Hong Kong is full of smells, street vendors & bustle. Everyone vies for your attention and I notice how tall I feel at 5′ 7″. Inside the polished air conditioned malls with Gucci, Prada & YSL it feels like another world. I feel under dressed in my flip-flops and shorts. Hong Kong is very mixed metropolis. I love it.

Today is day one of the set build. The crew are call to start at 14:00 hours so I am left to my own devices for a few hours till I start at 19:00. I spend a lovely air-conditioned afternoon in the Hong Kong Cultural Museum and Art Gallery. I have a passion for tea ceramic art and find a wonderful exhibition dedicated to the subject.

I arrive at the venue and find that the stage area is massive – true operatic grandness. There is so much room instead of scene changes we could build complete sets and push one off into the wings, pull the next on and still have room to spare. Truly awesome.

The crew have already built the revolve (the turntable the Jolly Roger spins on) and are laying the sprung dance floor when I arrive. The local crew are very efficient and numerous – there are many more then you’d find in a UK venue. I’m introduced to Agnes, the crew chief, who is lovely, and her Number One, Bo Bo.

With a whole unloading dock to myself I unpack all the props and place the tables out. At 20:00 Wilkie calls a break so that we can all pile out of the venue and watch the famous Hong Kong light show from the water’s edge.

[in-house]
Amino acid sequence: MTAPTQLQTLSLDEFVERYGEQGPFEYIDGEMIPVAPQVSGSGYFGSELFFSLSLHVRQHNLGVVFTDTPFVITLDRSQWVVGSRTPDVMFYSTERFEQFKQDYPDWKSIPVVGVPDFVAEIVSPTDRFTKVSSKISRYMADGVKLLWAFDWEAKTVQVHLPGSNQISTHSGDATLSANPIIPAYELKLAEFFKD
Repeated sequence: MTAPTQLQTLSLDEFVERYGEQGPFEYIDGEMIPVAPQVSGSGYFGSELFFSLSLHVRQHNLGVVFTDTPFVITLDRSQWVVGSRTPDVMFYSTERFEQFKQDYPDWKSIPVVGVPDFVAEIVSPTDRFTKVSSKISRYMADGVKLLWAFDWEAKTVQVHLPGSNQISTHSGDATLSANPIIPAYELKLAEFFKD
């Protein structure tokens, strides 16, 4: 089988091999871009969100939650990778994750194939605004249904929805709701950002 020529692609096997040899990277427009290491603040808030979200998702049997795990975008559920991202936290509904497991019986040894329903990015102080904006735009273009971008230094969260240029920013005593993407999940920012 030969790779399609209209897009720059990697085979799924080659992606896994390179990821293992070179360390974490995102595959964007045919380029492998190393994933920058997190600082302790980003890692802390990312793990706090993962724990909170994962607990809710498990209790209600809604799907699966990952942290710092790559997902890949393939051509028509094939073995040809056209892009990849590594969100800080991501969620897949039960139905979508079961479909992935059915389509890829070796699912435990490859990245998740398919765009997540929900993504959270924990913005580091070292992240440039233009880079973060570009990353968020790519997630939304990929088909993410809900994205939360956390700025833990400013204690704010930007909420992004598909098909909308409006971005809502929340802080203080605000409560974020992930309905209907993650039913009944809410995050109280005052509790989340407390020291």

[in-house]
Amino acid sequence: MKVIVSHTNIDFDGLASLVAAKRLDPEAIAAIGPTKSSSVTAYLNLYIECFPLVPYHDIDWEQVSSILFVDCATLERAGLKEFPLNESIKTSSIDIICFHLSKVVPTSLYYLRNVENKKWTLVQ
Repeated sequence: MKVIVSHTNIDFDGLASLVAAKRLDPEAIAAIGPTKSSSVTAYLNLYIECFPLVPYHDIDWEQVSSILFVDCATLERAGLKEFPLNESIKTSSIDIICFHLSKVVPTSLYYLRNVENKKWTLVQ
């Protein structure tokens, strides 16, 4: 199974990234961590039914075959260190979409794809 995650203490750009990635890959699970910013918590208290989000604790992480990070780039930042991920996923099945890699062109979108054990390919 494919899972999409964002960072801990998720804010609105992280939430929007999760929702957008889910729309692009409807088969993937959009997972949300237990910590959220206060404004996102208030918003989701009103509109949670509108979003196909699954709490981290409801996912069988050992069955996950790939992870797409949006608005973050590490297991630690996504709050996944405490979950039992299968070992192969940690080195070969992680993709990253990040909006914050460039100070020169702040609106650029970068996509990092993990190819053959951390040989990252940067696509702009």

It’s pretty impressive but for us seasoned techies it made us laugh. Then back to work, soon it’s time to finish. Everyone is exhausted but positive.


Day two of the set build. We are all called for 10:00 – another full day of building, focusing and mending. Some of the properties have been trashed in transit, it’s the way it goes! So I spend the whole day with drills, paint, glue gun, burnt fingers and a touch of creativity to polish everything ready for tomorrow’s technical rehearsal.

The rest of the team arrive with the dancers today at 17:15. They won’t be called till 17:30 to cover class and do final props checks/maintenance before the technical rehearsal scheduled for 19:00.


Day three of the build: I sleep in till 13:00 and feel better for it. Jet-lag’s nearly ok. I make my way into the venue via good old Starbucks for coffee and (very) hot Danishes. The technical rehearsal goes really well, the local crew really are amazingly efficient.